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Engaging all students in a STEM project: Episode 3 Engaging all students in a STEM project: Episode 3

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Authors: Ben Wynne
Engaging all students in a STEM project: Episode 3

In his latest video for Teacher, Year 6 teacher Ben Wynne shares how he maintains student engagement during the Australian STEM Video Game Challenge – a challenge that opens for students in Term 1, and calls for their submissions in Term 3. The challenge is open to students in Australia in Years 5-12 and requires them to create their own playable video game either individually or as part of a team.

‘So the students have chosen their platform. They’re either going to be working in Gamestar Mechanic or in Scratch,’ Wynne shares. ‘Giving them the opportunity to choose I think is very important because it allows all students to work at their own level and be comfortable with where they’re at and what they’re doing.’

While students are working out how to use the software they’ve chosen, they’re also grappling with how they will go about turning their game idea into a reality.

‘And therein lies the first hurdle, I guess, for a lot of the students in that it’s a lot harder than they expected to actually create the video game that they pictured in their head, that they planned out. So my job is to help keep everyone moving, keep everyone motivated, keep everyone on task.’

Wynne achieves this by making sure students are planning not only at the start of each lesson, but at the end as well. He’s also made a point of highlighting the different roles in the game design process that different students will be able to fulfil – from coding to character art.

To hear about more of his strategies, watch the video below.

WATCH VIDEO

Stay tuned: We’ll check back in with Ben Wynne soon to see how students are tracking with the challenge thus far and to discuss other considerations for the challenge.

In his latest video for Teacher, Year 6 teacher Ben Wynne shares how he maintains student engagement during the Australian STEM Video Game Challenge – a challenge that opens for students in Term 1, and calls for their submissions in Term 3. The challenge is open to students in Australia in Years 5-12 and requires them to create their own playable video game either individually or as part of a team.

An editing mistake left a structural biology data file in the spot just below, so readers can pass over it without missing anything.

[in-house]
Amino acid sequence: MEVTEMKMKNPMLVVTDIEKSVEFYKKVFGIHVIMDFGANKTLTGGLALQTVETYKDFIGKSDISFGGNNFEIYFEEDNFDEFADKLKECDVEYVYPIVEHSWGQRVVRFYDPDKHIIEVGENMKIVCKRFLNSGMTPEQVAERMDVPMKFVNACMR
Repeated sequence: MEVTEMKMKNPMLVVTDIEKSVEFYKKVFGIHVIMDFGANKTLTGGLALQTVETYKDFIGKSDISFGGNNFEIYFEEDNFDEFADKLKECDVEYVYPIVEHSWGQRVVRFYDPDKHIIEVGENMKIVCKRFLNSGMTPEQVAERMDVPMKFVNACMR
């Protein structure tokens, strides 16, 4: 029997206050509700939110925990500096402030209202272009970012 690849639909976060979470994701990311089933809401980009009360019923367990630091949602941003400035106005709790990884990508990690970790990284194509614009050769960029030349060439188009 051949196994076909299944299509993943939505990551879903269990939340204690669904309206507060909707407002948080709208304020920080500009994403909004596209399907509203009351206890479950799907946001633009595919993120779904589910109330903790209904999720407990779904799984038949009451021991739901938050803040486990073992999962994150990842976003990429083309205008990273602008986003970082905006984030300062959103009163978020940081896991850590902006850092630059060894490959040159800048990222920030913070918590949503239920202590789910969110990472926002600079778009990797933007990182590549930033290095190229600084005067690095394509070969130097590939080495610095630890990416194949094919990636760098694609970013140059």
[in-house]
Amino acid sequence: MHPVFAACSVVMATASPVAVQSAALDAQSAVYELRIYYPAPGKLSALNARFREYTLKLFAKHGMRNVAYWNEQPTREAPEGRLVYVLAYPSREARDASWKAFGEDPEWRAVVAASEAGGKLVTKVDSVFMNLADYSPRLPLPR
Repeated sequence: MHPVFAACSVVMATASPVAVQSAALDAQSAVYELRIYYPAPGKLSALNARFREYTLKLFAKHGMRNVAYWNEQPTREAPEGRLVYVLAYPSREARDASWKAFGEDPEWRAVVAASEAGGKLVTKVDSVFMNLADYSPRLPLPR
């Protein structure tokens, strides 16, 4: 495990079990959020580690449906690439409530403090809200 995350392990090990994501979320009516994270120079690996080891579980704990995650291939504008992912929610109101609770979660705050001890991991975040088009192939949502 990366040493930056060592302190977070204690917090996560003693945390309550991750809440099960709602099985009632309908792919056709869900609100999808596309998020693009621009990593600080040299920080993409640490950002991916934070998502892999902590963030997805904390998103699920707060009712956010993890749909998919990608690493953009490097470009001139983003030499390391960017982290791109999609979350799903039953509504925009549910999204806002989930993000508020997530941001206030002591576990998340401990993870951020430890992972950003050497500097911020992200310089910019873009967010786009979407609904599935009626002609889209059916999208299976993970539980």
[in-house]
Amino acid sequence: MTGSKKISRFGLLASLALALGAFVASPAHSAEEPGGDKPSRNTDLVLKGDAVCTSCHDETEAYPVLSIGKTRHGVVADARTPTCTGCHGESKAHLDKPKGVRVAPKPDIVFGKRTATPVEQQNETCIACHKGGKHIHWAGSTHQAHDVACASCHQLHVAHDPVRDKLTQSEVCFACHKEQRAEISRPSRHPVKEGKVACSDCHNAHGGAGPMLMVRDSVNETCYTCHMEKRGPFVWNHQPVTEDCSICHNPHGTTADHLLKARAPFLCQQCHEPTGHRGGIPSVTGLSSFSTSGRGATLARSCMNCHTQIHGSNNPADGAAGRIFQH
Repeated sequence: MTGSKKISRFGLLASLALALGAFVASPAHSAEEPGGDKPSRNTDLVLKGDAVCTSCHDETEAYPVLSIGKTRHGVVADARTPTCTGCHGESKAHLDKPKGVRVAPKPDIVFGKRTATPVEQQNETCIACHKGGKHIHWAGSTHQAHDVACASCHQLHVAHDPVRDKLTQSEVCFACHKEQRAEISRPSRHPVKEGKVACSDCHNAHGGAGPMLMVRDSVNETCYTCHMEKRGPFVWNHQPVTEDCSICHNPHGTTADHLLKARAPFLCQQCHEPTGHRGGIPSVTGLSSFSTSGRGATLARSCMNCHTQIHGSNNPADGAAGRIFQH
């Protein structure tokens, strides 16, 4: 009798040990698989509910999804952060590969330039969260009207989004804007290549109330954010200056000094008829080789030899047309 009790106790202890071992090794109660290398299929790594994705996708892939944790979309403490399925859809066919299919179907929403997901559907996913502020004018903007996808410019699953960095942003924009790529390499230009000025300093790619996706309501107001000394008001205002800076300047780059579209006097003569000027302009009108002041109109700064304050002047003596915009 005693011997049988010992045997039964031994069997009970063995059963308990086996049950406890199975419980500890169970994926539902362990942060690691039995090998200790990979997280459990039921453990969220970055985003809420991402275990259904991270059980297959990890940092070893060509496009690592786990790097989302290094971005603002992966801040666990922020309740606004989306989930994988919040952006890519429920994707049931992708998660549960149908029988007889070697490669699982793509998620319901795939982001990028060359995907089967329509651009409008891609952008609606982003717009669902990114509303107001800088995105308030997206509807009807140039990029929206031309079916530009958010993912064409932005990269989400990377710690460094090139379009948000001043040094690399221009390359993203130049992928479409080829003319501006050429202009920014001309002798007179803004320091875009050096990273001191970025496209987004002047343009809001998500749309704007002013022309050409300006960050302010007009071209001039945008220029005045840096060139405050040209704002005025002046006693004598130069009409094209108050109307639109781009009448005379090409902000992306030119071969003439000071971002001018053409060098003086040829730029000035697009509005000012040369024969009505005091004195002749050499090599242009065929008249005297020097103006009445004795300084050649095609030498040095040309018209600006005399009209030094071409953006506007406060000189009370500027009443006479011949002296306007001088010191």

‘So the students have chosen their platform. They’re either going to be working in Gamestar Mechanic or in Scratch,’ Wynne shares. ‘Giving them the opportunity to choose I think is very important because it allows all students to work at their own level and be comfortable with where they’re at and what they’re doing.’

While students are working out how to use the software they’ve chosen, they’re also grappling with how they will go about turning their game idea into a reality.

‘And therein lies the first hurdle, I guess, for a lot of the students in that it’s a lot harder than they expected to actually create the video game that they pictured in their head, that they planned out. So my job is to help keep everyone moving, keep everyone motivated, keep everyone on task.’

Wynne achieves this by making sure students are planning not only at the start of each lesson, but at the end as well. He’s also made a point of highlighting the different roles in the game design process that different students will be able to fulfil – from coding to character art.

To hear about more of his strategies, watch the video below.

WATCH VIDEO

Stay tuned: We’ll check back in with Ben Wynne soon to see how students are tracking with the challenge thus far and to discuss other considerations for the challenge.

It’s not too late to register for the 2019 Australian STEM Video Game Challenge. Follow the links on the official site to get started.

It’s not too late to register for the 2019 Australian STEM Video Game Challenge. Follow the links on the official site to get started.

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